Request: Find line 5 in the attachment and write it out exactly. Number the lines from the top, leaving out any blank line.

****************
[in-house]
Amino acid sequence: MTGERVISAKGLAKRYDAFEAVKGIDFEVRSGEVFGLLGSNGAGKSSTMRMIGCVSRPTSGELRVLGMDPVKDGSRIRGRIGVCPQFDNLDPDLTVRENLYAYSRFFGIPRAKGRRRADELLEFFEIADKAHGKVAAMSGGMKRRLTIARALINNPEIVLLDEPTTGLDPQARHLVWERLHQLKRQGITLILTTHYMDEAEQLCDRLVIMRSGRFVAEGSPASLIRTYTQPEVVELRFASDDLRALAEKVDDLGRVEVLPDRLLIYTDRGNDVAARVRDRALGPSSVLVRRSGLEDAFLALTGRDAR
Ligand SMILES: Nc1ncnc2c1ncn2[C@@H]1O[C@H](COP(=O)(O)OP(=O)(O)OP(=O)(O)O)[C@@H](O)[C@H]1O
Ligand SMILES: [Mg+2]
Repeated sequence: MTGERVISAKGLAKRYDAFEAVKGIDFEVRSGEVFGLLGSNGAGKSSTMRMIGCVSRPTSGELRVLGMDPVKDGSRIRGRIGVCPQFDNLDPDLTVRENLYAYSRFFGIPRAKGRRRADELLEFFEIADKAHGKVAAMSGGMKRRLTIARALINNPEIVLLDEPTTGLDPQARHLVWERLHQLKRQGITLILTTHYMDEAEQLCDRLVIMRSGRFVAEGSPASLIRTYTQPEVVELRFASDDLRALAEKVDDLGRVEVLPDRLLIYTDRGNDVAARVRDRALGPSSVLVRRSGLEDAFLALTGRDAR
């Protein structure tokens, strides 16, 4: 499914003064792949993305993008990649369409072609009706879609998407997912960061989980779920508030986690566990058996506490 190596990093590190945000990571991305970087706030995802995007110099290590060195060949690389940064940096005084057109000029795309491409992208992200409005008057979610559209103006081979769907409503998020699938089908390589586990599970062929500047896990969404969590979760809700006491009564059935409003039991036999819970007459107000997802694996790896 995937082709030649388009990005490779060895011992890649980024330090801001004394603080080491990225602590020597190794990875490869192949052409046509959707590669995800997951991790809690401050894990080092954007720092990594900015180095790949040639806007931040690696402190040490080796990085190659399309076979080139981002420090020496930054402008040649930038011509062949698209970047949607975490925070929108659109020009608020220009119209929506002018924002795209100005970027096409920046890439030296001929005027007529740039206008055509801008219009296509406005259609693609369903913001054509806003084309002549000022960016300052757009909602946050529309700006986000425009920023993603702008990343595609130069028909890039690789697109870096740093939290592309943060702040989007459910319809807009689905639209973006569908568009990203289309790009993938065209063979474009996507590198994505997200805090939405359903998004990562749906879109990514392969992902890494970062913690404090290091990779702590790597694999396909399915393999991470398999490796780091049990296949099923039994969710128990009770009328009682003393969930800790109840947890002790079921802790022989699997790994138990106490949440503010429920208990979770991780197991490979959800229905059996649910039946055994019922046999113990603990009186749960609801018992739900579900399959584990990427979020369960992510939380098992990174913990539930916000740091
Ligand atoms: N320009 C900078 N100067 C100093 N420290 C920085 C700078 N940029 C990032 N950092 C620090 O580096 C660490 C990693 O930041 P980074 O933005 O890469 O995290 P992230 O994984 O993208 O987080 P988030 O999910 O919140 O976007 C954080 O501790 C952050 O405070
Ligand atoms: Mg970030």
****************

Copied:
Repeated sequence: MTGERVISAKGLAKRYDAFEAVKGIDFEVRSGEVFGLLGSNGAGKSSTMRMIGCVSRPTSGELRVLGMDPVKDGSRIRGRIGVCPQFDNLDPDLTVRENLYAYSRFFGIPRAKGRRRADELLEFFEIADKAHGKVAAMSGGMKRRLTIARALINNPEIVLLDEPTTGLDPQARHLVWERLHQLKRQGITLILTTHYMDEAEQLCDRLVIMRSGRFVAEGSPASLIRTYTQPEVVELRFASDDLRALAEKVDDLGRVEVLPDRLLIYTDRGNDVAARVRDRALGPSSVLVRRSGLEDAFLALTGRDAR